Area Studies (the UK)

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Area Studies (the UK)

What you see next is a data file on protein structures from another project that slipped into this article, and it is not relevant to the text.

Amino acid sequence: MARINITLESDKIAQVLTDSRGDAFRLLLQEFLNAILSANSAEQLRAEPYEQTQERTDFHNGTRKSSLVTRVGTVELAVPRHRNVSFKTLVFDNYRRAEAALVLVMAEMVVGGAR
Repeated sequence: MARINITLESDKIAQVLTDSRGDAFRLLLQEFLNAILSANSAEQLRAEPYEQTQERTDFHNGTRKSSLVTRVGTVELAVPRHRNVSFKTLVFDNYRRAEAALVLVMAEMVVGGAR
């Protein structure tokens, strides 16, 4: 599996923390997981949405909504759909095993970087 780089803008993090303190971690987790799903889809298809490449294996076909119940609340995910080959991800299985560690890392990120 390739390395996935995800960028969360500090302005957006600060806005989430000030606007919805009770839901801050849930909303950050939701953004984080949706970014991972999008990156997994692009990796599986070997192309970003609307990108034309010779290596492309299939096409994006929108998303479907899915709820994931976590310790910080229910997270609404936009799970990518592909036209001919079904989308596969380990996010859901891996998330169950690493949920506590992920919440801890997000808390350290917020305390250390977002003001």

National Symbols and Flags of England, Scotland, Wales and Northern Ireland ∙ Physicalgeography ∙ Human Geography ∙ emographics ∙ !limate ∙ "and and settlement ∙ #heen$ironment and pollution% United Kingdom is a country in north-western Europe. It is made up of: Great &ritain  (theformerly separate realms of England and Scotland, and the principality of  Wales, NorthernIreland  (which occupies the north-eastern part of the island of Ireland, also !nown as Ulster and numerous smaller islands  including the Isle of Wight, "nglesey, and the Scilly, #r!ney, Shetland,and $e%ridean archipelagos.   &he official name of the country is &he United Kingdom of 'reat ritain and )orthernIreland although it is usually !nown %y a shorter name. In the European parliament, at the United )ations and at the Euro*ision Song +ontest, for instance, it is referred to as &he United Kingdom.In e*eryday speech this is often shortened to the UK. In other contets it is referred to as 'reatritain. In writing and spea!ing that is not especially formal or informal, the name ritain isused. &he use of the *ery name (ritain dates %ac! to the time of "ristotle, howe*er the term 'reatritain was not officially used until /010 when a marriage proposal %etween Edward I2 of England3s daughter, +ecily, and 4ames I2 of Scotland was written. &he normal ad5ecti*e, whental!ing a%out something to do with the UK, is ritish.&he United Kingdom is a constitutional monarchy. 6ueen Eli7a%eth II is the head of state %ut a ca%inet of senior politicians called ministers  actually go*erns the country8 the Prime'inister  is the head of the go*ernment. Parliament  is the chief lawma!ing %ody. It consists of themonarch, the House of !ommons  and the House of "ords . 9oyal arms date from /;1 in their present form. &he shield %ears the sym%ols of England,Ireland and Scotland. Flag of (nited )ingdom *()+ . &he flag of the United Kingdom has a %lue field with a redcross of Saint 'eorge (patron saint of England edged in white superimposed on the diagonal redcross of Saint <atric! (patron saint of Ireland, which is superimposed on the diagonal white crossof Saint "ndrew (patron saint of Scotland. United Kingdom=s flag is !nown as the ritish Union>lag or the Union 4ac!. It was officially adopted in -. . It is called the Union >lag %ecause itsym%olises the administrati*e union of the countries of the United Kingdom. It is made up of theindi*idual >lags of three of the Kingdom3s countries all united under one So*ereign - the countriesof 3England, of  3Scotland3 and of 3 Northern Ireland 3 (since /?@/ only )orthern Ireland has %een part of the United Kingdom. "s Wales was not a Kingdom %ut a <rincipality it could not %eincluded on the flag. In //?0 ".A., 9ichard I of England introduced the +ross of St. 'eorge, a redcross on a white ground, as the )ational >lag of England.In /B;C, under  $enry 2III, an "ct of Union was passed ma!ing Wales, in effect a pro*inceof England. "fter 6ueen Eli7a%eth I of England died in /CD;, King 4ames 2I of Scotland inheritedthe English throne and %ecame King 4ames I of England. It was a Union of the +rowns, %ut not yetof the nations. Each country still !ept their own parliaments. Early in his reign 4ames attempted tocom%ine England and Scotland in a united !ingdom of 3'reat ritain3. &his was the policy he presented to his first <arliament, called on @@ arch /CD0. &he union was resisted. 4ames defiedthem. #n @D #cto%er /CD0 he proclaimed a new title for himself as 3 )ing of Great &ritain 3.ut what flag should %e usedF " pro%lem arose, which flag should %e hoisted on the !ing3sships. English sailors resented the Scottish colours and the Scots scorned the cross of St. 'eorge.#n /@ "pril /./ , the )ational >lags of Scotland and England were united for use at sea, thusma!ing the first Union 34ac!3. "shore howe*er, the old flags of England and Scotland continued to %e used %y their respecti*e countries. " royal decree declared that the ships of the Kingdom of 'reat ritain G  shall bear on their maintops the red cross, commonly called St. George's cross, and the white cross, commonly called St. Andrew's cross .G When the red cross of England was put ontothe flag of Scotland, a white %order was added around the red cross for reasons of heraldry. (&herules of heraldry demanded that two colours must ne*er touch each other. #n @th 4uly, /1D1,during the reign of 6ueen "nne, this flag was %y royal proclamation made the )ational flag of /  'reat ritain, for use ashore   and afloat % &he "ct of Union of /1D1, 5oined England and Scotlandtogether, creating a single !ingdom with a single <arliament called 3United Kingdom of 'reatritain3. England Wales and Scotland were now united together under one monarch and one parliament. &he 9oyal )a*y christened the ritish flag G &he UnionG. #n / 4anuary /D/, Irelandwas united with 'reat ritain and it %ecame necessary to ha*e a new )ational >lag in which Irelandwas represented. &he cross St <atric! was com%ined with the Union >lag of St 'eorge and St"ndrew, to create the (nion Flag  that has %een flown e*er since. &he cross of St. <atric! wasinserted so the position gi*en to St. "ndrew3s +ross in one Huarter was the same as that gi*en to theIrish one in the diagonally opposite Huarter in heraldry this is !nown as GcounterchangingG. &he3new3 ritish flag is not symmetrical %ecause of the counterchange. "s Scotland 5oined the Unionnearly two hundred years %efore Ireland, St "ndrew3s +ross was placed uppermost in the top Huarter nearest the flagstaff, this %eing the most honoura%le position according to heraldry, while the Irish+ross was gi*en the second most honoura%le position, the top Huarter of the fly. In order to a*oidha*ing the red of the Irish +ross directly upon the %lue field of the Scottish one an edging of thewhite field of the Irish +ross is used. &he sym%ols of Scotland and Ireland are placed side %y sideon the Union >lag.   England, Wales, Scotland and Ireland were now all 5oined together and calledthe United Kingdom of 'reat ritain and Ireland. &he name was later changed to United Kingdomof 'reat ritain and )orthern Ireland when the greater part of Ireland left the United Kingdom in/?@/. N&%  &he St. <atric!3s +ross remains in the flag e*en though today only )orthern Ireland is part of the United Kingdom.EJES #> 9I&"I). Each country in ritain has its own patron saint and floral em%lem:England - St. 'eorge and the 9ose Scotland - St. "ndrew - the &histle and Scottish lue%ell, the national flower of Scotland is the thistle Wales - St. Aa*id and the Aaffodil )orthern Ireland - St. <atric!  and the Shamroc!.  Great Britain - Physical geography. &he UK has a total area of ?0,DB sHuare miles(@0;,C/D sH !m and a coastline of 1,1@; miles (/@,0@? m. &he population of the UK is C@,C?,;C@ people (4uly @D// estimate and a population density of 1/1 persons per sHuare mile (@11 persons per sHuare !ilometer. &he main ethnic group of 'reat ritain is ritish - particularly those who are+ornish, English, Scottish or Welsh.&he UK lies %etween the )orth "tlantic #cean and the )orth Sea, and comes within ;B !m(@@ miles of the northwest coast of >rance, from which it is separated %y the English +hannel. )orthern Ireland shares a ;CD !m international land %oundary with the 9epu%lic of Ireland. &he+hannel &unnel %ored %eneath the English +hannel, now lin!s the UK with >rance. #he "and . ritain can %e de*ided into eight main land regions. Se*en of these regionsoccupy the island of 'reat ritain. &hey are (/ the Scottish $ighlands, (@ the +entral Jowlands,(; the Southern Uplands, (0 the <ennines, (B Wales, (C the Southwest <eninsula and (1 theEnglish Jowlands. )orthern Ireland ma!es up the eighth region. #he Scottish Highlands  co*er the northern half of Scotland. &hey are a region of mountainranges, plateaus and deep *alleys. &he highest point in the ritish Isles /,;0;-meter (0,0DC-footen )e*is, rises in the $ighlands. any %ays cut into the region=s "tlantic #cean and )orth Seacoasts. Some narrow %ays, called sea lochs, are flan!ed %y steep mountain slopes and reach far inland. ost of the $ighlands is a moor  an area of coarse grasses, a few small trees and lowe*ergreen shru%s called heather. >ew people li*e there. ost of them raise sheep or they fish in theseas. #he !entral "o0lands  lie south of the Scottish $ighlands, in the *alleys of the 9i*ers+lyde, >orth and &ay. It has Scotland=s %est farmland and its richest coal deposits. ost of theScottish people li*e there and most of Scotland=s industry is in the Jowlands. #he Southern (plands  rise gently south of the +entral Jowlands. In the south, the Uplandsrise to the +he*iot $ills, which form the %order %etween Scotland and England. @  #he Pennines  are a region of rounded uplands that etend from the Scottish %order a%outhalfway down the length of England. &hey are also !nown as the <ennine +hain or <ennine $illsand they are often called the %ac!%one of England. &heir flan!s are rich in coal. &he Ja!e Aistrict isone of England=s most famous recreation areas. Wales  lies southwest of the <ennines. It is separated from the <ennines %y a narrow strip of the English lowlands. &he +am%rian ountains co*er most of Wales. Southern Wales is largely a plateau deeply cut %y ri*er *alleys. ost of the people li*e on the narrow coastal plains or in thedeep, green ri*er *alleys. &hese are the %est areas for crop farming and raising dairy cattle. &he restof the land is too steep for raising crops and is used mostly for gra7ing sheep and some %eef cattle.Wales has large deposits of coal in the south, though most of its mines ha*e %een closed. uch of the country=s industry is centered in the large coastal towns. #he South0est Peninsula  lies south of Wales, across the ristol +hannel. >armers grow*egeta%les and raise dairy cattle. &he peninsula was once famous for its tin and copper mines, %utmost of these metals ha*e %een wor!ed out. ore important today is the region=s fine white chinaclay, used to ma!e pottery. #he English "o0lands  co*er all England south of <ennines and east of Wales and theSouthwest <eninsula. &his region has most of the United Kingdom=s farma%le land, industry and people. " grassy plain called the idlands lies in the center of the English Jowlands, 5ust south of the <ennines. &he idlands are the industrial heart of the United Kingdom. ost of the land northof the &hames and up to %ay of the )orth Sea called &he Wash is low and flat. &his area has someof the country=s richest farmland. " great plain called &he >ens %orders &he Wash. In the >ens, near Ely, is the lowest point on the island of 'reat ritain. It ranges from sea le*el to 0.C meters (/B feet %elow sea le*el, depending on the tide of the )orth Sea. Northern Ireland  is a region of low mountains, deep *alleys and fertile lowlands. &he chief natural resources are rich fields and pastures and most of the land is used for crop farming or gra7ing. &he UK is made up of se*eral islands. &he only land %order connecting the UK to another country is %etween )orthern Ireland and the 9epu%lic of Ireland. &he UK is %ordered %y four seas: • to the south %y the English +hannel, which separates it from continental Europe • to the east %y the )orth Sea • to the west %y the Irish Sea and the "tlantic #cean %1i$ers and la2es . eing a relati*ely small Island, the UK3s ri*ers are not *ery long. &he Se*ern,its longest ri*er, is 5ust ;B0 !m (@@D miles in length, %eginning in Wales and entering the "tlantic#cean near ristol in England. #ther ma5or ri*ers include the &hames  ;0C !m (@/B miles, whichseeps out of the earth in a 'loucestershire field near +irencester and flows through #ford andJondon. any ritish ri*ers ha*e drowned or sun!en, mouths called estuaries, up which the oceantides flow. &hese ri*ers include the +lyde and >orth of Scotland the $um%er, ersey and &hamesof England the Se*ern of England and Wales.  )orthern Ireland is also home to the UK3s largest la!e, Jough )eagh, which co*ers an areaof ;?CsH.!m (/B; sH miles. #ther ma5or la!es include Windermere in the English Ja!e Aistrict(/C!m8/D miles long and up to /.C!m8/ mile wide and Joch Jomond in Scotland (;1 !m8@; mileslong and  !m8B miles wide at its widest point. "nother of Scotland3s la!es, Joch )ess is famousfor sightings of 3)essie3, a mythical monsterL !limate . &he UK3s climate *aries greatly according to season and location, %ut on the wholecan %e descri%ed as mild with few etremes. &he climate of 'reat ritain is temperate and it ismoderated %y the 'ulf Stream. &he region is !nown for %eing cool and cloudy during the winter and the western parts of the island are windy and rainy %ecause they are more influenced %y theocean. &he eastern parts are drier and less windy. &emperatures are ordinarily around /BM+ in summer and around BM+ in winter and in rarecases eceed ;@M+ or drop %elow -/DM+. >rosts, when the temperature dips %elow DM+, are also arare phenomenon. &he sea winds also %ring plentiful rains. &he hea*iest rains fall in the highlandareas of western Scotland. &he United Kingdom has rain throughout the year and rarely is anysection of the country dry for as long as three wee!s. ;  #he en$ironment and pollution . ild fogs hang o*er parts of the country from time to time.ut the famous pea soup fogs of Jondon and other %ig cities seldom occur any more. &hese sic!,hea*y fogs were caused chiefly %y smo!e and other pollution released into the air %y factories,automo%iles and homes where coal was %urned for heat. &he situation with smog in Jondon reachedits worst point in /?B@. Water pollution was also a pro%lem. In the /? th  century it was once suggested that the $ouseof <arliament should %e wrapped in enormous wet sheets to protect those inside from the awfulsmell of the 9i*er &hames. y the end of the /?1Ds it was said to %e possi%le to catch fish in the&hames outside <arliament.&here are se*eral large cities on the island of 'reat ritain %ut the largest is Jondon, the capitalof England and the United Kingdom. #ther large cities include irmingham, ristol, 'lasgow,Edin%urgh, Jeeds, Ji*erpool and anchester.Jondon (the largest city in Europe the ? th  largest city in the world dominates ritain. It ishome for the headHuarters of all go*ernment departments, parliament, the ma5or legal institutionsand the monarch. It is the country=s %usiness and %an!ing centre and the centre of its transportnetwor!. It contains the headHuarters of the national tele*ision networ!s and of all the nationalnewspapers. Jondon was nearly destroyed twice, %y fire in /CCC and %y 'erman air raids duringWorld War II. "lthough each disaster wiped out much of Jondon, many old landmar!s were re%uilt.&he old +ity of Jondon and the communities surrounding it form one political unit withdefinite %oundaries. &his area is called 'reater Jondon or simply Jondon. Jondon is di*ided into ;@ %oroughs (local units of go*ernment plus the old +ity of Jondon,often simply called the +ity.+entral Jondon can %e di*ided into three main sections. &hey are: (/ the +ity, (@ the WestEnd and (; the South an!. &he +ity and the West End lie on the north side of the &hames. &heSouth an! lies across the ri*er from these areas. " num%er of great %ridges lin! the South an! with the +ity and West End. &hese %ridges include the new Jondon ridge, &ower ridge andWestminster ridge. The City  forms Jondon=s famous financial district. It co*ers a%out @.C sHuare !ilometers (/sHuare mile at the eastern edge of central Jondon. It is the oldest part of Jondon. It consists largelyof modern %an!  office %uildings dome of St. <aul=s +athedral the 'uildhall ansion $ouse, thehome of the +ity=s lord mayor a C@-meter (@D@-foot stone column called the onument standsnear the spot in the +ity where the 'reat >ire started in /CCC. The West End   is the center of ritain=s go*ernment and Jondon=s retail trade and night life.It is also Jondon=s most fashiona%le residential area. &he West End co*ers a%out / sH.!m. (1sH.miles 5ust west of the +ity: ritain=s chief go*ernment %uildings are in the +ity of Westminster&he $ouses of <arliament, the go*ernment %uildings )um%er /D Aowning Street uc!inghamJondon=s main shopping and entertainment districts &rafalgar SHuare <iccadilly +ircus, a districtcrowded with restaurants and nightclu%s. East End : this area includes most of the %orough of &ower $amlets, 5ust east of the +ity,and the southern part of the %orough of $ac!ney." %road %and of countryside, called the 'reen elt, surrounds 'reater Jondon. Southern England . &he area surrounding the outer su%ur%s of Jondon has the reputation of  %eing Ncommuter land=. &his is the most densely populated area in the UK which does not include alarge city and millions of its inha%itants tra*el into Jondon to wor! e*ery day. &here is little hea*yindustry. &he region !nown as Nthe West +ountry= has an attracti*e image of rural %eauty in ritish people=s minds. &here is some industry and one large city %ut farming is more widespread than it isin most other regions. East "nglia, to the north-east of Jondon, is also comparati*ely rural. It is the only region inritain where there are large epanses of uniformly flat land. &he )orfol! roads, for eample, arecriss-crossed %y hundreds of waterways %ut there are no towns here, so this is a popular area for  %oating holidays. #he 'idlands . irmingham is ritain=s second largest city. Aespite the decline of hea*yindustry in modern times, factories in this area still con*ert iron and steel into a *ast *ariety of 0  goods. &here are other industrial areas in the idlands, nota%ly the towns %etween the Westidlands and anchester !nown as &he <otteries (famous for producing china such as that made atthe factories of Wedgewood, Spode and inton and se*eral town in the East idlands, such asAer%y, Jeicester and )ottingham. #n the east coast 'rims%y is one of ritain=s most importantfishing ports. Northern England . &he <ennine mountains run up the middle of northern England li!e aspine. #n either side, the large deposits of coal (used to pro*ide power and iron one (used to ma!emachinery ena%led these areas to lead the Industrial 9e*olution in the eighteenth century. #n thewestern side the anchester area %ecame in the nineteenth century, the world=s leading producer of cotton goods on the eastern side, towns such as radford and Jeeds %ecame the world=s leading producers of woolen goods. >urther south, Sheffield %ecame a centre for the production of steelgoods. >urther north, around )ewcastle, ship%uilding was the ma5or industry. &he 9omantic <oetsof the nineteenth century, Wordsworth, +oleridge and Southey (the NJa!e <oets= li*ed here andwrote a%out its %eauty. Scotland  has three fairly clearly-mar!ed regions. &here are the highlands, consisting of mountains and deep *alleys and including numerous small islands off the west coast. &ourism isimportant in the local economy, and so is the production of whic!y. 'lasgow is the third largest cityin ritain. 'lasgow has a strong artistic heritage. " hundred years ago the wor! of the 'lasgowSchool (led %y ac!intosh put the city at the forefront of European design and architecture. In/??D it was the European +ity of +ulture. Edin%urgh, which is half the si7e of 'lasgow, has a comparati*ely middle-class image. It isthe capital of Scotland and has %een important as a cultural and educational center for centuries. &heUni*ersity of Edin%urg and the 9oyal $igh School were founded in the /BDD=s. &he "d*ocate=sJi%rary, where the philosopher Aa*id $ume was once li%rarian, was founded in /C@. Important artcollections are housed in the 9oyal Scottish "cademy, the 9oyal Scottish useum and the )ational'allery of Scotland. &he Edin%urg International >esti*al of the "rts, a festi*al of musical anddramatic productions, is held annually. Wales . "s in Scotland most people in Wales li*e in one small part of it. In the Welsh case, itis the south-east of the country that is most hea*ily populated. Aespite its industry, no really largecities ha*e grown up in this area. +oal mining in south Wales has now ceased. ost of the rest of Wales is mountainous. &he Welsh ta!e great pride in their heritage. "lthough Wales has %een unitedwith England for more than 0DD years, the Welsh ha*e !ept ali*e their own language, literature andtraditions. &he Welsh name for Wales is +umru. &he capital and the largest city of Wales is +ardiff  the country=s chief economic, industrialand cultural center. +ardiff lies on the southeast coast of Wales. &hree ri*ers  the &aff, the Ely andthe 9hymney  flow through +ardiff into the ristol +hannel. &he +i*ic center includes the Jaw+ourts, +ity $all, )ational useum of Wales and the Uni*ersity +olege. )ear%y are the )ationalSports +enter, )ational School of medicine and +ardiff +astle (%uilt in /D?D. +ardiff is also thehome of the medie*al Jlandaff +athedral, the Welsh Industrial and aritime useum and theWelsh >ol! useum. Northern Ireland . With the eception of elfast, which is famous for the manufacture of linen (and which is still a ship%uilding city, this region is, li!e the rest of Ireland, largelyagricultural. )orthern Ireland is often called Ulster  that was the name of a large pro*ince of Ireland until /?@D, when )orthern Ireland was separated from the rest of Ireland. ore than /,Bmillion people li*e in )orthern Ireland a%out two-thirds of them li*e in ur%un areas. &he largestcities are elfast (the capital and Jondonderry. >or many years ship%uilding and tetilemanufacturing pro*ided most of the 5o%s in elfast. &etile factories in elfast produce delicateIrish linen that is famous throughout the world. Since the /?;Ds, the construction of aircraft has %ecome an important part of elfast=s economy. #ther ma5or products include clothing, machinery,nonalcoholic %e*erages, processed foods, rope, soap and to%acco. English and Scottish settlersesta%lished elfast as a trading center in /C/;. Auring the /DDs, elfast %ecame an industrial cityand ma5or port. >rom /D/ until /?@D, what are now )orthern Ireland and Ireland formed one political de*ision of the United Kingdom. In /?@D, Ireland %ecame independent. )orthern IrelandB